Depending what your product is, where you are selling it and where/how it will be used you may be required to get Certificates for Electronics.
This article takes a closer look at a couple of the certificates for electronics and explains when and where they are needed and how to obtain the certificate.
The certificates we are taking a look at are:
- CE Certification
- FCC Certification
- ROHS Certification
What is CE?
The CE marking is a mandatory conformity marking for certain products sold within the European Economic Area (EEA) since 1985.
The CE marking certifies that the products have met EU health, safety and environmental requirements that ensure consumer and workplace safety
Manufacturers in the EU and abroad must affix the CE marking to those products covered by the “New Approach” directives in order to market their products in Europe. Once a product receives the CE marking, it can be marketed throughout the EU without having to undergo further product modification.
A CE marking does not indicate the quality of a product but rather its safety. It is also not an indicator of the origin of the products.
What regions require CE marking?
33 countries in total require the CE marking for certain products to go onto the market. The 28 member states of the EU plus EFTA countries (Iceland, Norway, and Liechtenstein) plus Switzerland and Turkey.
What products require CE marking?
The CE Marking Is Required Only for the Following Types of Products:
- Electrical equipment
- Electronic equipment
- Personal protective equipment
- Pressure equipment
- Medical devices
- Active implantable medical devices
- In vitro diagnostics
- Radio and Telecommunications terminal equipment
- Simple pressure vessels
- Gas appliances
- Recreational craft
- Equipment and protective systems for use in explosive atmospheres
- Non-automatic weighing instruments
- Construction products
- Explosives for civil use
- New hot water boilers
- Measuring Equipment
Am I responsible for getting the CE certificate if importing from outside Europe?
Yes. When products are manufactured overseas (e.g. in China), it is the importer that is responsible to ensure the product has the correct certificate. Not all European importers are aware of this as most EU authorities, and their websites, tend to refer to the “manufacturer” as the party responsible to ensure CE compliance. However, when items are manufactured overseas, the importer is considered being the manufacturer. Thus, the responsibility to ensure ‘CE compliance’ cannot be shifted to a Chinese manufacturer.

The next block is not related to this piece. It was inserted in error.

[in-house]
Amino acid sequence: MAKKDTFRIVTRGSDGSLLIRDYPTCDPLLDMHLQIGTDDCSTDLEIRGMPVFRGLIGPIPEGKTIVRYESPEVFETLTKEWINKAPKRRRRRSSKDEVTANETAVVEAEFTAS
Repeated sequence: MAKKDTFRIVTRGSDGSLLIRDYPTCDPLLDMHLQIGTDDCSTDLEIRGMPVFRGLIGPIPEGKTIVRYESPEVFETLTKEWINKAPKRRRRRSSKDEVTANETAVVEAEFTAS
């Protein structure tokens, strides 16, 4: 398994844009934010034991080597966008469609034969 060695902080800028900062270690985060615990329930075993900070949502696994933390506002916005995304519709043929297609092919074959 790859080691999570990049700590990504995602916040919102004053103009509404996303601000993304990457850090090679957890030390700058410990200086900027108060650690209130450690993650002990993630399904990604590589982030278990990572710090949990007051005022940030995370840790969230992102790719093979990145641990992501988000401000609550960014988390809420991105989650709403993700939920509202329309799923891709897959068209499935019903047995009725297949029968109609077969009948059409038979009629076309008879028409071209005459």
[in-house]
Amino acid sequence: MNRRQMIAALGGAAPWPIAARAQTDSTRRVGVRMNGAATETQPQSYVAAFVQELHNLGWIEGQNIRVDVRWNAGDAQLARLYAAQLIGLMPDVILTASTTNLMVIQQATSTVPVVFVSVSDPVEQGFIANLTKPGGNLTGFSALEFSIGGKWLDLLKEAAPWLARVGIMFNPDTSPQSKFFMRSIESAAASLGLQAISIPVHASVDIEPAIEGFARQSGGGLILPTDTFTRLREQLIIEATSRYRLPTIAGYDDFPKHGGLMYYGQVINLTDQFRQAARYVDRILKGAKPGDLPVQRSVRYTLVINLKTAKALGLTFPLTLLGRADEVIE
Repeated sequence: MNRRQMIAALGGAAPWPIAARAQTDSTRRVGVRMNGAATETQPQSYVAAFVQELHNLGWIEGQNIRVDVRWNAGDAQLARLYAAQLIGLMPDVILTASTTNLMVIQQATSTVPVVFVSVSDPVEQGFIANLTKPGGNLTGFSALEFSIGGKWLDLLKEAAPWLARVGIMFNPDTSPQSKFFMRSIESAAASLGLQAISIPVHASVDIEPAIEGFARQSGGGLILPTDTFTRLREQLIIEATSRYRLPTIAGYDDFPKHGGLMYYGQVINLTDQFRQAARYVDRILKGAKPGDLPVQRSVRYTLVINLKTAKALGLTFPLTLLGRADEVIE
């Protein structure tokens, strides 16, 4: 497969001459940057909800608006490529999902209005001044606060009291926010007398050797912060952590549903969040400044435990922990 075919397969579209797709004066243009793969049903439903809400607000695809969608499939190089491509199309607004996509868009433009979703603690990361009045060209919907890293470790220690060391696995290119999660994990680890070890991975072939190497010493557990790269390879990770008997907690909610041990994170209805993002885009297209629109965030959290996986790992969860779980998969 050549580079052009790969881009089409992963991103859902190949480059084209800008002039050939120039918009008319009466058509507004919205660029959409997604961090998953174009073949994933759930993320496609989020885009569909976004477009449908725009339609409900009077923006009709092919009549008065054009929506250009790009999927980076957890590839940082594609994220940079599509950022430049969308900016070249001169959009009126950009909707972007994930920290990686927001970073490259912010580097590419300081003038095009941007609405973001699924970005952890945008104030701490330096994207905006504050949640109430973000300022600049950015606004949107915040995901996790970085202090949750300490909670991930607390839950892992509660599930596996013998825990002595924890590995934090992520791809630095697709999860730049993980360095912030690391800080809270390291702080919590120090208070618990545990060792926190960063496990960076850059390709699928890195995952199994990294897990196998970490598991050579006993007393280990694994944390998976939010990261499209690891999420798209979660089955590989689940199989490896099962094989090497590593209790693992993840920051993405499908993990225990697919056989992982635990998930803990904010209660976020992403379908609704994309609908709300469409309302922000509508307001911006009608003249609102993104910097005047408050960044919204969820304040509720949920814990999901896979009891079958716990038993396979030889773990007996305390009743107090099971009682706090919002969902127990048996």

How do I get the CE certificate?
Despite what many people believe, a manufacturer does not “get” the CE mark from a third party certification body or a European or national authority. The manufacturer affixes the CE marking in his own right and is allowed to do so when all requirements are fulfilled. A test or certification body may be involved in the process merely as a service provider. However, the body will not take over responsibility for CE compliance. Responsibility for CE compliance will always remain with the manufacturer (or private labeler).
Hatch, or other manufacturers, can work with these test or certification bodies to help you get the certificate for your device. At Hatch, we can also help you modify your product if you are having trouble achieving the certification standards.
It usually takes around 1 month for CE certification.
What are the risks/penalties for not having a CE?
EU customs can request CE certification documents to prove that the imported items are compliant with all applicable CE directives. If the importer cannot produce the requested documentation i.e. product certificates and technical documentation, the customs authorities will refuse the shipment to enter.
It has also happened that the authorities have come looking for certifications after the products have got through customs. If these certifications can’t be produced to prove compliance then the authorities can force a recall of all the products.
FCC – Federal Communications Commission
The FCC is an independent agency of the US government that was created by Congressional statute to regulate interstate communications by radio, television, wire, satellite, and cable in all 50 states, the District of Columbia and U.S. territories.
The FCC label or FCC mark is a certification mark needed for electronic products that are manufactured or sold in the US. This mark indicates that the electromagnetic interference from the device is under the limits approved by the FCC.